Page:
Tuesday, January 23, 2018

Continental deep lug driver tire verified for low rolling resistance


Monday, March 22, 2010
The HDL2 DL Eco Plus (Heavy Drive Long Haul Deep Lug) is designed to provide long original mileage with the industry’s deepest tread offering.
The HDL2 DL Eco Plus (Heavy Drive Long Haul Deep Lug) is designed to provide long original mileage with the industry’s deepest tread offering.

LOUSVILLE, KY. — A new deep lug drive tire from Continental Tire the Americas has been verified for low rolling resistance from the U.S. Environmental Protection Agency (EPA), according to Continental officials already on site at the 2010 Mid-America Trucking Show in Louisville, Ky.

A new, low rolling resistance version of Continental’s deep lug drive tire, the HDL2 DL Eco Plus, will be released for sales in June and has already been added to the EPA SmartWay Transport Partnership’s list of verified low rolling resistance truck tires, said Clif Armstrong, director of commercial vehicle tire marketing for Continental-the Americas.

The HDL2 DL Eco Plus (Heavy Drive Long Haul Deep Lug) is designed to provide long original mileage with the industry’s deepest tread offering, a full inch (32/32nds), Armstrong said, noting that the tire also sports a closed shoulder tread design that provides excellent traction in both wet and dry road conditions and resists irregular wear.

Its innovative lug angle provides outstanding traction throughout the life of the original tire, and a wider casing increases handling stability, he said.

Not only is the new HDL2 DL Eco Plus a market leader in tread depth, but the tire was verified by the SmartWay Transport Partnership under strict qualifications for low rolling resistance, according to Roger Stansbie, director of radial truck tire technology development for Continental–the Americas.

“Previously, tires could be submitted for SmartWay verification either as individual tires, or as a combined package of steer, drive and trailer axle tires with a collective rolling resistance (RR) index for all three positions,” Stansbie said. “This latter combination procedure potentially meant that some tires with higher RR indexes than the limit for SmartWay could be verified, because the lower RR index of the partner tires in the combination could make up the difference.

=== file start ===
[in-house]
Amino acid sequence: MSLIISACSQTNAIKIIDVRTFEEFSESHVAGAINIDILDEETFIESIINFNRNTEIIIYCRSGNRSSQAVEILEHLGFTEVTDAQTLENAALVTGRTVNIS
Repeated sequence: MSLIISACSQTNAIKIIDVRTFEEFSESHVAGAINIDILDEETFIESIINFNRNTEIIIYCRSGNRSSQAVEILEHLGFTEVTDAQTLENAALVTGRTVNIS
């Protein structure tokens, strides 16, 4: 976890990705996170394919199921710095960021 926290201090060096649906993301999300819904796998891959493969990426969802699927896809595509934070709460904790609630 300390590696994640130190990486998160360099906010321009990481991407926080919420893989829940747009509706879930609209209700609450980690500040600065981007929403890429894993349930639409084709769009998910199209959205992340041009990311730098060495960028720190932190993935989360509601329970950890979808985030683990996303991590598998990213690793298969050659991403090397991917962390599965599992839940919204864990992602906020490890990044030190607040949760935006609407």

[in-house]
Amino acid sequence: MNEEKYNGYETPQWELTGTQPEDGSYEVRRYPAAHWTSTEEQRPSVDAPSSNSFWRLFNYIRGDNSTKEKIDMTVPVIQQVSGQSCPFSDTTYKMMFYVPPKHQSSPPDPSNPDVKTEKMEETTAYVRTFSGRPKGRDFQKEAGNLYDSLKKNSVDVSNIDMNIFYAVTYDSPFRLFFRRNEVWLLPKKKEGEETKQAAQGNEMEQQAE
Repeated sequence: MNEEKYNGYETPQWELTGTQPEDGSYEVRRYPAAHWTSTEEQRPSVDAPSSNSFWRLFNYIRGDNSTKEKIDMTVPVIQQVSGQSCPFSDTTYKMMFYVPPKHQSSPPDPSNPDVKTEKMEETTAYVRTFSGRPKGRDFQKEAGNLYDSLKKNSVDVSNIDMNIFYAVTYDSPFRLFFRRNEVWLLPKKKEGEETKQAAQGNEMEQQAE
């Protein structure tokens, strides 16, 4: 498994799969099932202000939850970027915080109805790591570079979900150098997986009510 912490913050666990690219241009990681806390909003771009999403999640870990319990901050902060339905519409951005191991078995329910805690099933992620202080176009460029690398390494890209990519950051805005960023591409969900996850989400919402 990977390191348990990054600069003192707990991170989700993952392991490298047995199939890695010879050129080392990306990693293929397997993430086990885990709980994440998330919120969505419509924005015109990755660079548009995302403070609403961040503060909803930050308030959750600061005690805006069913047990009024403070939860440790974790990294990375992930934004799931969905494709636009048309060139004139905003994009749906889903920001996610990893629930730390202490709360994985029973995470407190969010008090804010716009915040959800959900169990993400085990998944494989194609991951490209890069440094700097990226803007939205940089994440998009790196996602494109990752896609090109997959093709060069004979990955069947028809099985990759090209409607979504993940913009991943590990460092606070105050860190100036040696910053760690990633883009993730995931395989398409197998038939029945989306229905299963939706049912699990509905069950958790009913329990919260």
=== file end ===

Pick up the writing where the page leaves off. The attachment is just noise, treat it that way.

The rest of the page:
“However, it is generally understood that during 2010, SmartWay will no longer allow this combined method to be used to gain approval. In addition, those tires previously approved using the combined method will have to be re-verified as individual tires before the end of the year.”

The HDL2 DL Eco Plus meets the current standard for the drive axle, and all Continental truck tires currently verified by SmartWay are capable of qualifying on the individual basis, Stansbie said, adding that fleets will not notice any change in our SmartWay lineup when the EPA changes this requirements for qualification later this year.

By anticipating this change to the guidelines and making sure that its products meet the individual requirements, Continental is making sure that trucking fleets that select its SmartWay verified tires will be able to continue using these products for the long haul.

“Trucking fleets can count on Continental to meet and even exceed EPA SmartWay standards for low rolling resistance and fuel economy, now and in the future, to help them lower their overall driving costs,” Armstrong said.

In addition to the HDL2 DL Eco Plus, Continental’s HSL2 (steer), HDL Eco Plus (drive), HTL Eco Plus (trailer) and HTL1 (trailer) are included on the SmartWay list of verified tires.

Tires verified by the EPA for lower rolling resistance can provide a reduction in NOx emissions and an estimated fuel savings of 3 percent or greater, relative to the "best selling" new tires for line haul trucks, when used on all five axles on long haul class 8 trucks.

For more information on Continental truck tires, visit www.continental-truck.com or the Continental “Untamed Innovation Tour” mobile exhibit at Mid-America Trucking Show March 25-27 in booth 18252.

The Trucker staff can be reached for comment on this article at editor@thetrucker.com.

 

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